2) Framework for Loss Allowance

The allowance of loan and lease losses (ALLL) is a reserve to estimate the uncollectible amount of a loan or a lease to reduce the loan or leases value to the amount the bank expects to eventually receive. The ALLL, or “the allowance,” for a bank has two major components. The primary component consist of loans collectively evaluated for impairment (FAS 5), and the second component where in loans are individually determined to be impaired (FAS 114).

FAS 5: Loss Allowance for Performing Assets

The FAS 5 component, often the largest, is for loans that have not been individually identified as being impaired. These loans are likely performing in accordance with contractual terms (or any non-performance is minor) at the date of the financial statements. Banks have to still file FAS 5 as before, however the framework and the estimation methodology has undergone a significant change as per the Accounting standard update (ASU) 2016-13.

FAS 114: Loss Allowance for Impaired Assets

Under FAS 114, banks are required to estimate the future recovery cash flow for impaired accounts and then discount these cash flows using EIR (effective interest rate) to arrive at the loss allowance. This estimation of Loss Allowance is done at an “Account level”. For FAS 114, there is no change in requirement from ALLL to CECL.

3) Why the new guidance?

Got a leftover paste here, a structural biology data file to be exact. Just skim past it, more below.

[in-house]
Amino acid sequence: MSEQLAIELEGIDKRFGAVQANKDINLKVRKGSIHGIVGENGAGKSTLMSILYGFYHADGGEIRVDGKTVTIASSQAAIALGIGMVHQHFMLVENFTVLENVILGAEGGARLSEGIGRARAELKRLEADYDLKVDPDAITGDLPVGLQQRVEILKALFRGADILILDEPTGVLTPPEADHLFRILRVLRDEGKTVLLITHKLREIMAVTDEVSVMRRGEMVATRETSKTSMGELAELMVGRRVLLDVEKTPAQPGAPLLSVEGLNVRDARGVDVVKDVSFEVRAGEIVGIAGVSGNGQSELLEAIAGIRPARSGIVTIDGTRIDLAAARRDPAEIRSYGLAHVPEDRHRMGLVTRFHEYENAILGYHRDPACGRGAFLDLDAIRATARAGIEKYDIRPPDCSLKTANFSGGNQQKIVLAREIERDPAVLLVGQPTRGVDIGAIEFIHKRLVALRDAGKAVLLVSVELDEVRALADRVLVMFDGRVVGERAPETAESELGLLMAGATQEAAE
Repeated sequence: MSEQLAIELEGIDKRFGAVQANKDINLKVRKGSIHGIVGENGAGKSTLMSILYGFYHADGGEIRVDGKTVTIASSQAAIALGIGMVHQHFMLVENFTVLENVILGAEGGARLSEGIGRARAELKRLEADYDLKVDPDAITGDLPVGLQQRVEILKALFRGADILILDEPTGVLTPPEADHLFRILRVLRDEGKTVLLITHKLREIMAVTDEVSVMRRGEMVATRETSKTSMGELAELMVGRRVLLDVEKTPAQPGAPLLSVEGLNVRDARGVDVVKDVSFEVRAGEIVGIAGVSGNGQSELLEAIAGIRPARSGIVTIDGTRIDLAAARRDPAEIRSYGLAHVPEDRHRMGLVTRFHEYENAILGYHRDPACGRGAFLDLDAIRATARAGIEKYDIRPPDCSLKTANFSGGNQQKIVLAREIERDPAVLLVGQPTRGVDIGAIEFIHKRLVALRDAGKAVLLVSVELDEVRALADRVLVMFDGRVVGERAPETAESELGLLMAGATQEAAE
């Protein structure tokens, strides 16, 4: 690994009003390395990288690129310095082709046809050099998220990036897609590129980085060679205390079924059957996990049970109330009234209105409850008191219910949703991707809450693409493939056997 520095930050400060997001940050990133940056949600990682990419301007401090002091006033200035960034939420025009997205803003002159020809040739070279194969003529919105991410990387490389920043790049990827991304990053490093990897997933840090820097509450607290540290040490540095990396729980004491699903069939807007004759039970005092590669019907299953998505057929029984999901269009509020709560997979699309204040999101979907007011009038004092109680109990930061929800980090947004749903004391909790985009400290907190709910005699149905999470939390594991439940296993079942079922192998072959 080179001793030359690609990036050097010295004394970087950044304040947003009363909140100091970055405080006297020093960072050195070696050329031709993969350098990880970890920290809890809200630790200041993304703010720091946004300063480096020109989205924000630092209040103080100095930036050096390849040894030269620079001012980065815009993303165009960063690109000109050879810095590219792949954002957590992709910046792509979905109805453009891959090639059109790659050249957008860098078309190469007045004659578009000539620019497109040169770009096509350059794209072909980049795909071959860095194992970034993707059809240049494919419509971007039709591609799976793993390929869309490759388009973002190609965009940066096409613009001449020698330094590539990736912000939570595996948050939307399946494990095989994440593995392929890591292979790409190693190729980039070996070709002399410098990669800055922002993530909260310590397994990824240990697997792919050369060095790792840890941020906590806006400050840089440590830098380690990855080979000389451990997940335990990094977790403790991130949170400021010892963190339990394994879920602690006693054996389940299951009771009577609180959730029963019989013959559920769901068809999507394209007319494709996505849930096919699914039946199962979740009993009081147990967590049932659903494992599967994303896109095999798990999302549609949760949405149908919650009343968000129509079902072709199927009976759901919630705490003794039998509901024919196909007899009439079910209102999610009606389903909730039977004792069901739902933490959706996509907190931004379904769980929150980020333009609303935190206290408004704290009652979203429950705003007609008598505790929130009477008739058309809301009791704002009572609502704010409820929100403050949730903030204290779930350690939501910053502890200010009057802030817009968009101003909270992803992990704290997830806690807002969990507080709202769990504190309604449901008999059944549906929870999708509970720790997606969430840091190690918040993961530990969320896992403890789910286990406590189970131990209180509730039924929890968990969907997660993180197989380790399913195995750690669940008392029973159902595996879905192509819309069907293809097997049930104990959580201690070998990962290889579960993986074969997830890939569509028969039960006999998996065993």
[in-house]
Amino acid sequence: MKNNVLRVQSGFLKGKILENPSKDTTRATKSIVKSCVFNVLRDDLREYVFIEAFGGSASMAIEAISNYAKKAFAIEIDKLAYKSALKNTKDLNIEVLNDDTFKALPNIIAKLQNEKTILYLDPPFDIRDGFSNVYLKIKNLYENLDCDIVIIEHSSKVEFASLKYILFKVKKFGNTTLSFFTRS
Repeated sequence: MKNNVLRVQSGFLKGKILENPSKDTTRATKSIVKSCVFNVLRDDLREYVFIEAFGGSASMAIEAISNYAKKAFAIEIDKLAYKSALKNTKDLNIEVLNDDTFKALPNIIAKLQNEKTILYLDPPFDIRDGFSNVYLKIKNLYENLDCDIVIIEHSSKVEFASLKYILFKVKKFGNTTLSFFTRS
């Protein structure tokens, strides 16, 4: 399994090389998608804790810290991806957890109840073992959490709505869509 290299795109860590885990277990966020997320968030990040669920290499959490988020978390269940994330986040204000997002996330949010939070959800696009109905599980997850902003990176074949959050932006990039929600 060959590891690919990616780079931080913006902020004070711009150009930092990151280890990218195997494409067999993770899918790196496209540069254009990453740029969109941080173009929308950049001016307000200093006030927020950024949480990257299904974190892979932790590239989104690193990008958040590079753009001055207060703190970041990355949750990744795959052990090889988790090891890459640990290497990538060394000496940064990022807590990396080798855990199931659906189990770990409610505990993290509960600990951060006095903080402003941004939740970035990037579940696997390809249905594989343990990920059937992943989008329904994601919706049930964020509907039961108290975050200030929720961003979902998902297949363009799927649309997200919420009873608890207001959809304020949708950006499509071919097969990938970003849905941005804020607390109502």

In the period leading up to the global economic crisis and post the crisis, the financial statement users along with regulatory bodies expressed concern that the current U.S. GAAP approach of estimating allowances restricts the ability of firms to record credit losses that are expected, but that do not yet meet the “probable” threshold. This existing approach for determining the impairment of financial assets, based on a “probable” threshold and an “incurred” notion, delayed the recognition of credit losses on loans and resulted in loan loss allowances that were “too little, too late”.

The updated standard provides guidance on a new approach, based on Current Expected Credit Loss (CECL) instead of incurred loss recognition. The new approach is more dynamic and provides for an estimation of the future credit losses in the portfolio enabling accurate estimation of loss allowance as also resulting in better risk management practices for banks and institutions.

4) The new ‘Expected credit loss’ model